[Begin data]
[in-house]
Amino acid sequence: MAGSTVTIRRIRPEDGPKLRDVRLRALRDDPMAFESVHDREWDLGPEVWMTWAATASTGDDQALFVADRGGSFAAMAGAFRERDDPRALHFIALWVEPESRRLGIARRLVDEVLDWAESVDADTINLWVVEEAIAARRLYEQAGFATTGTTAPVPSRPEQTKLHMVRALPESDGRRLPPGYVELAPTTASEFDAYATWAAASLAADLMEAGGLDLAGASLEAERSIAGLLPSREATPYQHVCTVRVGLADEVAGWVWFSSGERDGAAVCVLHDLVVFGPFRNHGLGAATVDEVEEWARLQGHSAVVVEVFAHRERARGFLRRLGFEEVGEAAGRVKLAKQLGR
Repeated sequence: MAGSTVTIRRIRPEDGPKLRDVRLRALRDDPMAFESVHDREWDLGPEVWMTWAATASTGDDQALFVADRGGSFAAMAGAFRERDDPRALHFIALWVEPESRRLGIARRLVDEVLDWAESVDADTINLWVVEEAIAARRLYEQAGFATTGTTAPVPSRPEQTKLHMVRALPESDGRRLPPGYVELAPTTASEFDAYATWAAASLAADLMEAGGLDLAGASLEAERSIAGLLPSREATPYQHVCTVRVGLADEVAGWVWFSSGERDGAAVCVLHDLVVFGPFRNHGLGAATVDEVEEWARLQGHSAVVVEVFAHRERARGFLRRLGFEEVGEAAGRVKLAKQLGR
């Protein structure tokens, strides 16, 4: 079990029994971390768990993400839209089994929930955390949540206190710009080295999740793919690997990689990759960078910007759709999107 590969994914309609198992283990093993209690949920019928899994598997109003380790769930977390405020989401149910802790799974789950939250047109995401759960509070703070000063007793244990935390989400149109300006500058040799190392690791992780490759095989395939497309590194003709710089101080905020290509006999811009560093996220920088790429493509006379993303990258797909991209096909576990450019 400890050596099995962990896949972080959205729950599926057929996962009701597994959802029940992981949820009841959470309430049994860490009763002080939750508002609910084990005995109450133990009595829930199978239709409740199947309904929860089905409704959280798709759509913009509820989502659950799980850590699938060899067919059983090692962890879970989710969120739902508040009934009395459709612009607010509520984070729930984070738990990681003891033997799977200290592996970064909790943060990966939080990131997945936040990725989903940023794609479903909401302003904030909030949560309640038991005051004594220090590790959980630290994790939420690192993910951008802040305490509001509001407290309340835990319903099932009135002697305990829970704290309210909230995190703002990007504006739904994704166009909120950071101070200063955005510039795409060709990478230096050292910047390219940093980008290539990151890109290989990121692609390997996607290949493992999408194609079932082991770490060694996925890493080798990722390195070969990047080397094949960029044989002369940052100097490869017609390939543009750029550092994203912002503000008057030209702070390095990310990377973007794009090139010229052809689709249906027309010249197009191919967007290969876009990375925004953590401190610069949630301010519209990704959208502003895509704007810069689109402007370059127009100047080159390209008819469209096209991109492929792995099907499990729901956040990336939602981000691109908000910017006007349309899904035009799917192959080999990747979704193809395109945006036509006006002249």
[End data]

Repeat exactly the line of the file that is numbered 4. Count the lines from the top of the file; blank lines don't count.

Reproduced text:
């Protein structure tokens, strides 16, 4: 079990029994971390768990993400839209089994929930955390949540206190710009080295999740793919690997990689990759960078910007759709999107 590969994914309609198992283990093993209690949920019928899994598997109003380790769930977390405020989401149910802790799974789950939250047109995401759960509070703070000063007793244990935390989400149109300006500058040799190392690791992780490759095989395939497309590194003709710089101080905020290509006999811009560093996220920088790429493509006379993303990258797909991209096909576990450019 400890050596099995962990896949972080959205729950599926057929996962009701597994959802029940992981949820009841959470309430049994860490009763002080939750508002609910084990005995109450133990009595829930199978239709409740199947309904929860089905409704959280798709759509913009509820989502659950799980850590699938060899067919059983090692962890879970989710969120739902508040009934009395459709612009607010509520984070729930984070738990990681003891033997799977200290592996970064909790943060990966939080990131997945936040990725989903940023794609479903909401302003904030909030949560309640038991005051004594220090590790959980630290994790939420690192993910951008802040305490509001509001407290309340835990319903099932009135002697305990829970704290309210909230995190703002990007504006739904994704166009909120950071101070200063955005510039795409060709990478230096050292910047390219940093980008290539990151890109290989990121692609390997996607290949493992999408194609079932082991770490060694996925890493080798990722390195070969990047080397094949960029044989002369940052100097490869017609390939543009750029550092994203912002503000008057030209702070390095990310990377973007794009090139010229052809689709249906027309010249197009191919967007290969876009990375925004953590401190610069949630301010519209990704959208502003895509704007810069689109402007370059127009100047080159390209008819469209096209991109492929792995099907499990729901956040990336939602981000691109908000910017006007349309899904035009799917192959080999990747979704193809395109945006036509006006002249």